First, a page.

Ryan Hayes has been hospitalized since February after contracting influenza B. He’s fought for his life — losing 48 pounds during his time in intensive care. One his favorite therapy activities is making lasagna that he gets to eat it!
When 16-year-old Ryan Hayes left for a school trip to Chicago with the Firestone High School choir on Valentine’s Day he was feeling fine. Three days later he was in the Akron Children’s emergency department barely able to breathe. Somewhere along the line Ryan had contracted influenza B that left him gravely ill and in the hospital’s pediatric intensive care unit (PICU) on a life support system called ECMO (extracorporeal membrane oxygenation).
ECMO does the work of the heart and lungs by providing oxygen, ventilation and circulation for patients who are in respiratory failure, cardiac failure or both. And, according to Dr. Patricia Raimer, medical director of the Pediatric ECMO program, it is used in patients who are critically ill, but have reversible disease.
“ECMO is a last resort when you have escalated all medical support, but the patient is still in organ failure,” she said. “The key factor is if you think the patient’s condition can be reversed. Ryan was on blood pressure medicines and a ventilator. We had maxed out the amount of therapies we could do and he wasn’t showing improvement. Without ECMO, he likely would have died.”
Ryan’s case drives home the point of why it was so important for Akron Children’s to have its own ECMO program, which was developed by a multi-disciplinary team of people led by Dr. Raimer. She joined the hospital in January 2016 and was brought here specifically to build the PICU’s ECMO program. Previously she was ECMO director at Cleveland Clinic Children’s Hospital.
“This was my first experience starting a program from scratch,” she said. “I helped design the policies and procedures, build and design the ECMO circuit and train the doctors, nurses and respiratory therapists.”
It was very important to Dr. Raimer to have a way to improve the fluid balance of kids who are on ECMO so she worked with Dr. Shefali Mahesh, division director of Pediatric Nephrology, to figure out a safe way to plug dialysis into the ECMO circuit.
“Lungs do worse when they are overloaded with fluid and it increases a patient’s mortality,” Dr. Raimer said.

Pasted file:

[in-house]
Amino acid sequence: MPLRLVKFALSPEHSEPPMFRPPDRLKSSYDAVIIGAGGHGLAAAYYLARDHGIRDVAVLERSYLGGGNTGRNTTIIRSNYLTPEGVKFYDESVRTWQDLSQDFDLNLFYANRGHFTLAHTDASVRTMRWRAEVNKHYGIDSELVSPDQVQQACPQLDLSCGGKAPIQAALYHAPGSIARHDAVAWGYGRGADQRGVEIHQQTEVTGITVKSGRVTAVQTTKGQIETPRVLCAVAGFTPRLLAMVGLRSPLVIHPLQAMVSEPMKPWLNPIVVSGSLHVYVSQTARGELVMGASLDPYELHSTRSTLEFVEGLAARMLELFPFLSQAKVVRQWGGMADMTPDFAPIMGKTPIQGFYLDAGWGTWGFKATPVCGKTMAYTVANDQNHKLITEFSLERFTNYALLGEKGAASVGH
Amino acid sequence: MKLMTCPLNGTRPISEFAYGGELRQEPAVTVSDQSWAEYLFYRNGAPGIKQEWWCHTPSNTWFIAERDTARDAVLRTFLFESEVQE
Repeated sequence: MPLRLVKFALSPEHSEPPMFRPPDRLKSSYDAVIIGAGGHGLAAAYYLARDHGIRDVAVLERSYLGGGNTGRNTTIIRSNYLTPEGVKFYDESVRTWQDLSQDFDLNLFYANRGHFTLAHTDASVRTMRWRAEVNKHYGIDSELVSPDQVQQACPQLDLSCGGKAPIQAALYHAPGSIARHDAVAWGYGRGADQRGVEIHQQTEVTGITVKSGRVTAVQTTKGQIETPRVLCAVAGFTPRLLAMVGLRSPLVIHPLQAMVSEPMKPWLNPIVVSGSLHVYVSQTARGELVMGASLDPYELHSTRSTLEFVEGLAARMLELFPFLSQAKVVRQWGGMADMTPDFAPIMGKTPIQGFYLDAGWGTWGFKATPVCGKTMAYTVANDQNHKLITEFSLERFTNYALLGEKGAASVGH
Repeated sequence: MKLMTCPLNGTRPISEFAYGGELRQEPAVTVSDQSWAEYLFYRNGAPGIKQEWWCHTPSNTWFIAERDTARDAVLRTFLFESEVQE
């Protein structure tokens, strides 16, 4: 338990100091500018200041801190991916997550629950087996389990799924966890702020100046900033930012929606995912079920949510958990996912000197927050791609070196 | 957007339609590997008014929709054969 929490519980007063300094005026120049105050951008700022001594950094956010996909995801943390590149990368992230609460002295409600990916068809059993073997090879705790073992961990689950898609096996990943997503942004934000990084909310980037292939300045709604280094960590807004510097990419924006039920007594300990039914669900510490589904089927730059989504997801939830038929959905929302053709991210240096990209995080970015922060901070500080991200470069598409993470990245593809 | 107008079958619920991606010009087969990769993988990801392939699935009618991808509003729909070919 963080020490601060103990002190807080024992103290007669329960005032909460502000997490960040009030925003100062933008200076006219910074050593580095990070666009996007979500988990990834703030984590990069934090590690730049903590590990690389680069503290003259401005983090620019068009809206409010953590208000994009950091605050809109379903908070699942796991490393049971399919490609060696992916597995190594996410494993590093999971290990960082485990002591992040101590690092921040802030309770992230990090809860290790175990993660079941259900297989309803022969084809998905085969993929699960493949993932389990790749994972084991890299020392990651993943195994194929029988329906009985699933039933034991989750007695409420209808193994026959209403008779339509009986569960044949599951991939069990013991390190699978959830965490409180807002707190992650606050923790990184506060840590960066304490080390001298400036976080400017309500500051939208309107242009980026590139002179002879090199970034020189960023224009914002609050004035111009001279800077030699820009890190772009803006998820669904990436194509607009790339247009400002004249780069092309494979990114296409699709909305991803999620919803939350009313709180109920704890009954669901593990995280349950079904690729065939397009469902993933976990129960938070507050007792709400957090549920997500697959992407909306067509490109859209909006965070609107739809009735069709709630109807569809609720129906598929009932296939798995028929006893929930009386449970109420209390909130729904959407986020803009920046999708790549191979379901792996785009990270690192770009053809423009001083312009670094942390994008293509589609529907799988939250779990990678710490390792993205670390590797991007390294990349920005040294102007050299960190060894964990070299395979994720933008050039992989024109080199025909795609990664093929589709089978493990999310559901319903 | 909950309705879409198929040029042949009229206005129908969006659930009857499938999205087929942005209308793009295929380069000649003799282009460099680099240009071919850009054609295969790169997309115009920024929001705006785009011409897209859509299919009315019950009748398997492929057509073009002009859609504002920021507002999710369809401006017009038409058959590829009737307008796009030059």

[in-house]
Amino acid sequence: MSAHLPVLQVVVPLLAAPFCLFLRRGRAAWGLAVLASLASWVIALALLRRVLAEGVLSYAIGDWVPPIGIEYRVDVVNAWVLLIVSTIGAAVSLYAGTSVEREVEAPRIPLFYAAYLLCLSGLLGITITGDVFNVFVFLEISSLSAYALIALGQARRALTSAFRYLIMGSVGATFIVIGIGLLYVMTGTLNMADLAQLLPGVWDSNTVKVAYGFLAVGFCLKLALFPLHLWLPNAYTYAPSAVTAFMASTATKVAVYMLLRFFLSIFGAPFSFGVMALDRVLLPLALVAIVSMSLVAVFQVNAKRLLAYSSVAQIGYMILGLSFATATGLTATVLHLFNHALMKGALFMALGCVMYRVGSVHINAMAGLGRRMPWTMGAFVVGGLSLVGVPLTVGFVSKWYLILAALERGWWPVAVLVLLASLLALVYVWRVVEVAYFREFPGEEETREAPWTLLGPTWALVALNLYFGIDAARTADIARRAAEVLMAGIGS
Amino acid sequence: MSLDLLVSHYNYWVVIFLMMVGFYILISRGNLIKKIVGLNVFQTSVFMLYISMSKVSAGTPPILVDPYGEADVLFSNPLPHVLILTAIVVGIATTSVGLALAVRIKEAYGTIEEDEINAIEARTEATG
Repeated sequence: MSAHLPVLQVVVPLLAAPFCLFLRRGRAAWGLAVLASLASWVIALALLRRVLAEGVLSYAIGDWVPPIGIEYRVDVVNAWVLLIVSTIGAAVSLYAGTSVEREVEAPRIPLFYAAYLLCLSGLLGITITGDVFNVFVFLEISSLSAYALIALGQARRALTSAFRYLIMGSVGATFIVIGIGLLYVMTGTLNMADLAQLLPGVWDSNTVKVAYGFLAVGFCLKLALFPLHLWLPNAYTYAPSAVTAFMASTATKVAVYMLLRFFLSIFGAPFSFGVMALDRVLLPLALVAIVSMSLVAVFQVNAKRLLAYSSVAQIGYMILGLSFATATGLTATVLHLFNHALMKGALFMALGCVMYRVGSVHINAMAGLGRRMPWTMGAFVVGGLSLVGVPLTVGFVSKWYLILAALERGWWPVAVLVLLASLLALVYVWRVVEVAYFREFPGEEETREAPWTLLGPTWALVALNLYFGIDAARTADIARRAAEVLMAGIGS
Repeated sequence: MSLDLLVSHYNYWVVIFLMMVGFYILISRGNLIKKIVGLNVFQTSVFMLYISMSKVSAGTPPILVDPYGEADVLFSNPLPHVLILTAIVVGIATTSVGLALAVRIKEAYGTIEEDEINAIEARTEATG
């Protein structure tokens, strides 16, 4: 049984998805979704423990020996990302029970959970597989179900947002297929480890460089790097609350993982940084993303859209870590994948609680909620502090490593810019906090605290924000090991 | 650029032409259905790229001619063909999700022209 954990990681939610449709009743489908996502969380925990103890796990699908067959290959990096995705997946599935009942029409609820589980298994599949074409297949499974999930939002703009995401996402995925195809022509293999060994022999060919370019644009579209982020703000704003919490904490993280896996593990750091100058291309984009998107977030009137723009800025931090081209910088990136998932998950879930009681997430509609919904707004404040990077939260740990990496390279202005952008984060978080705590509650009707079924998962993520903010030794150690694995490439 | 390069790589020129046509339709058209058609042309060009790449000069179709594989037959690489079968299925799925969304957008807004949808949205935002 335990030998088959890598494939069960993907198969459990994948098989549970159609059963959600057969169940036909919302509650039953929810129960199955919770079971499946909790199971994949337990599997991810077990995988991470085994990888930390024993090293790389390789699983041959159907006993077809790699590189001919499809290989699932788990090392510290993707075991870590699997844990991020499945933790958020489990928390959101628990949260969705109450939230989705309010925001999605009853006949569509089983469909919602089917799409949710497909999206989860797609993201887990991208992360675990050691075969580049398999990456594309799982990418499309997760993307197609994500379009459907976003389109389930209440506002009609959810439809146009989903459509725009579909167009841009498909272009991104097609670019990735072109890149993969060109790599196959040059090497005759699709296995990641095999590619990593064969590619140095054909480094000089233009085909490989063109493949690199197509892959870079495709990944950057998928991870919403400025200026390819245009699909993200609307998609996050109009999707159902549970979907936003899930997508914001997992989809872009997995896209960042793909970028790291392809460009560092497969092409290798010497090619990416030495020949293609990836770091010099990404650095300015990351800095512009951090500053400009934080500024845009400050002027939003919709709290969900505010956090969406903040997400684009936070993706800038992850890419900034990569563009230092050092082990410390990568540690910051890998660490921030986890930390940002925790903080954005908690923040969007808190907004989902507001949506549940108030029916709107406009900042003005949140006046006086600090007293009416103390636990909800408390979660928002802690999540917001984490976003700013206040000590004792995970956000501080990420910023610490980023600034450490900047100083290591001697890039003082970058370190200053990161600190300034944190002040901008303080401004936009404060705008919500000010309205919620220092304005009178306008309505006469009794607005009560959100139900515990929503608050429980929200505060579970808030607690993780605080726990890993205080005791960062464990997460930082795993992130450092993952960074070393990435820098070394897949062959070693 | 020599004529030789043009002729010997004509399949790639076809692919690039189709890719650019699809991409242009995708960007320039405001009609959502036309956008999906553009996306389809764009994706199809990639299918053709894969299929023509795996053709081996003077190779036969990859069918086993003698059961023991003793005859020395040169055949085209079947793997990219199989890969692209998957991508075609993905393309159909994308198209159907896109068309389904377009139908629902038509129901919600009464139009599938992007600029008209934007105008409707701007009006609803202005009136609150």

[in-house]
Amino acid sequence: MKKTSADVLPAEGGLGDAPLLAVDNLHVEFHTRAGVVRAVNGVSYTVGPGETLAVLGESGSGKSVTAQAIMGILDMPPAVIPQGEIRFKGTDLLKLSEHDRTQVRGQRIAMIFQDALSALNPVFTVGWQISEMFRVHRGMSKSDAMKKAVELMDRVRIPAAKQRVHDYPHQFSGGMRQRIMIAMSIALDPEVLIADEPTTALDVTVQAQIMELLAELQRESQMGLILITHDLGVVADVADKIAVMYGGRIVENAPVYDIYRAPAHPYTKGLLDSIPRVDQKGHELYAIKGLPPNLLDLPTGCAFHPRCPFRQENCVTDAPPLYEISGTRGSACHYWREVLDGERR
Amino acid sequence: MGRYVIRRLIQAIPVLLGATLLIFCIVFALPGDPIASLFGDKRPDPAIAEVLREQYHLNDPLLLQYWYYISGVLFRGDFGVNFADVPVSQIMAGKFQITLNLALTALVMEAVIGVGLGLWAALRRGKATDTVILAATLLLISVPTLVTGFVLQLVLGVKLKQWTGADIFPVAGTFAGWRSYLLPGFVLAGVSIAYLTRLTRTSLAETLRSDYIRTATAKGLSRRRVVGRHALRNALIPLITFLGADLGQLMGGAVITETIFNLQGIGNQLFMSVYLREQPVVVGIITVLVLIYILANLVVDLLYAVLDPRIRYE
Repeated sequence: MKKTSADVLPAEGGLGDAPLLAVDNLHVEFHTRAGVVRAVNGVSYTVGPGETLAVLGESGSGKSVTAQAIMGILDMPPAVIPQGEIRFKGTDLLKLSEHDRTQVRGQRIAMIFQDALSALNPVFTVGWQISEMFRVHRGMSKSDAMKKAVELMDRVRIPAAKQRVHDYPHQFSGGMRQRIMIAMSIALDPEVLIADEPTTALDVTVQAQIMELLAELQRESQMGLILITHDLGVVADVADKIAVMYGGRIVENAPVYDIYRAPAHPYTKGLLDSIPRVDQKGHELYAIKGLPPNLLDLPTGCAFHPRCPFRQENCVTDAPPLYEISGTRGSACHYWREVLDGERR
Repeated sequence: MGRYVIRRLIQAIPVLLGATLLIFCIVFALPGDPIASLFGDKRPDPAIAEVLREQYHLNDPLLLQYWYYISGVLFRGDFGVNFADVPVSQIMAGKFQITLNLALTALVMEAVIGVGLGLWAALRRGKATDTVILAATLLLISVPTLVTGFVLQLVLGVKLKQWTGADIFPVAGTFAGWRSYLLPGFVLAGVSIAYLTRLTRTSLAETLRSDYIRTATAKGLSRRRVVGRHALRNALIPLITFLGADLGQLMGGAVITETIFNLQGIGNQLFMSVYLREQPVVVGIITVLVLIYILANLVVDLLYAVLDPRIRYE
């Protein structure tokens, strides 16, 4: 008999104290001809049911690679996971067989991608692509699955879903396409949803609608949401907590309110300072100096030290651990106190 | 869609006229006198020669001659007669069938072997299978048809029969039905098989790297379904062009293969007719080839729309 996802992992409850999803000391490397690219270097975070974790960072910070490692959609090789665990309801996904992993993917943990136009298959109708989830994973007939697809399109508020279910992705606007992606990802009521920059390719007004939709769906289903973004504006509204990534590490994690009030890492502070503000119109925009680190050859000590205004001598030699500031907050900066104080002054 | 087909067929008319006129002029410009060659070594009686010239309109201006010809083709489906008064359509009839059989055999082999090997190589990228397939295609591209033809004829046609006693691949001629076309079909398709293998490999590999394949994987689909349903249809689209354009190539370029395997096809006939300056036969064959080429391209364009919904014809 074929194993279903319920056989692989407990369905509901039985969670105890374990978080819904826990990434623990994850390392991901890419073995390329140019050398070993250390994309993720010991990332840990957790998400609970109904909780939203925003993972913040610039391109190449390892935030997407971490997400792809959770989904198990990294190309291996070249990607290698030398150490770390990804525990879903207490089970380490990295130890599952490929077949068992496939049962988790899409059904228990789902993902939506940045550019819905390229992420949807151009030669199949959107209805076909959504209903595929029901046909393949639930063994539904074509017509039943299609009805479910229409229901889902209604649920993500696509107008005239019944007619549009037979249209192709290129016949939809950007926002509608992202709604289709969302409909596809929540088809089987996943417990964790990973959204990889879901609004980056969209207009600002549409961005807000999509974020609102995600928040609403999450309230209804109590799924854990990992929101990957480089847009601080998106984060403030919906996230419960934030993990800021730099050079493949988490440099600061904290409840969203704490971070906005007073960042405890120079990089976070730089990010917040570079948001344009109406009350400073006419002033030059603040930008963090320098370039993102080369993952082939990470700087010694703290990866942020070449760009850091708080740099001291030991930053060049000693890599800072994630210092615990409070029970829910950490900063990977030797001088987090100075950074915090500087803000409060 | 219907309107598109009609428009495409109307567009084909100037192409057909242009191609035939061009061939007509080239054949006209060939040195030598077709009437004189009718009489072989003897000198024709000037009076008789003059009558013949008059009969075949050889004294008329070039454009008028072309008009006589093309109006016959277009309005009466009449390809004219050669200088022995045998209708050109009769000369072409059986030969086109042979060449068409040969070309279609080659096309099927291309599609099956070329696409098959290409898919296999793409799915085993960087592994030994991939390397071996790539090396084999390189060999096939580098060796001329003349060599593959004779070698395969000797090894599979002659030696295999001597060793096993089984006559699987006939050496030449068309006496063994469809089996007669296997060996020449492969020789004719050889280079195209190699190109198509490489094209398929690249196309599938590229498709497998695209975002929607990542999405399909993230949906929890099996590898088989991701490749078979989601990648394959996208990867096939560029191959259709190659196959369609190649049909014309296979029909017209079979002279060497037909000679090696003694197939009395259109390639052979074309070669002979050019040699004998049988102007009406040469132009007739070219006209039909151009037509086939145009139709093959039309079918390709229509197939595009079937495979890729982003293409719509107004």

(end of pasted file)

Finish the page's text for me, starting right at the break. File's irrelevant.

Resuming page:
ECMO isn’t without risks and Dr. Raimer and the ECMO team (which includes Dr. Ryan Nofziger, Dr. Sarah Steward, Dr. Christopher Page-Goertz and clinical coordinator Colleen Cooper and nurse practitioner Beth Forst) weigh the risks vs. benefits with every case.
“Kids on ECMO are at higher risk for bleeding, infection, seizures and stroke so they are watched 24/7 by specially trained perfusionists who monitor vital signs, pain, fluid balance and blood thinners,” said Dr. Raimer.
There are 2 kinds of ECMO – veno/venous which offers lung support only and venous/arterial which offers lung and cardiac support.
“In Ryan’s case his pneumonia was so significant he needed both heart and lung support,” she said. “The way ECMO works is the surgical team places plastic tubes called cannulas into a main vein and main artery. Ryan had cannulas placed in his jugular vein and carotid artery in his neck. The tubes drained his blood – removing carbon dioxide and oxygenating the blood – before returning it to his body which allowed his lungs to rest.”
Dr. Michael Bigham, chief quality officer, says getting an ECMO program in the PICU was a priority for the hospital.
“Dr. Raimer has been such a champion for the ECMO program, she’s truly an inspirational and committed leader,” he said. “The ECMO program is a very real demonstration of the hospital’s commitment to invest in people, processes and programs designed to deliver high-quality care for the patients we’ve been entrusted to care for.”
“We talk a lot about quality and safety issues and participate in ELSO (Extracorporeal Life Support Organization) which collects data from all the ECMO programs nationally so we can learn from each other and track the positives and negatives,” said Dr. Raimer.
Most ECMO programs only do a handful of cases a year, but it is patients like Ryan who make it all worthwhile for Dr. Raimer and the ECMO team.
“Ryan was on ECMO for 8 days,” she said. “Once we saw an improvement in his chest X-rays and saw him taking bigger breaths on the ventilator, we knew we could wean him off of ECMO support.”
Ryan was transferred from the PICU to the inpatient rehabilitation floor on April 13 – which also happens to be Dr. Raimer’s birthday. He receives daily physical and occupational therapy to help him regain his muscle function and relearn activities of daily living. His goal was to take one step before his 16th birthday on June 18 and he did.
Ryan said regarding his therapy, “One step closer to one step!”
The Hayes family remains deeply grateful to Dr. Raimer and the ECMO team.
“We are thankful for their vision in getting this program established so it could benefit our son,” said Ryan’s parents, John and Gwen.
“Ryan is a testament to why this hospital needed an ECMO program in the PICU,” said Dr. Raimer. “Before we would have had to transfer him to another hospital and hope he survived the transport. With as sick as he was he wouldn’t be here today without all the teams of people who played a role in getting him to this point.”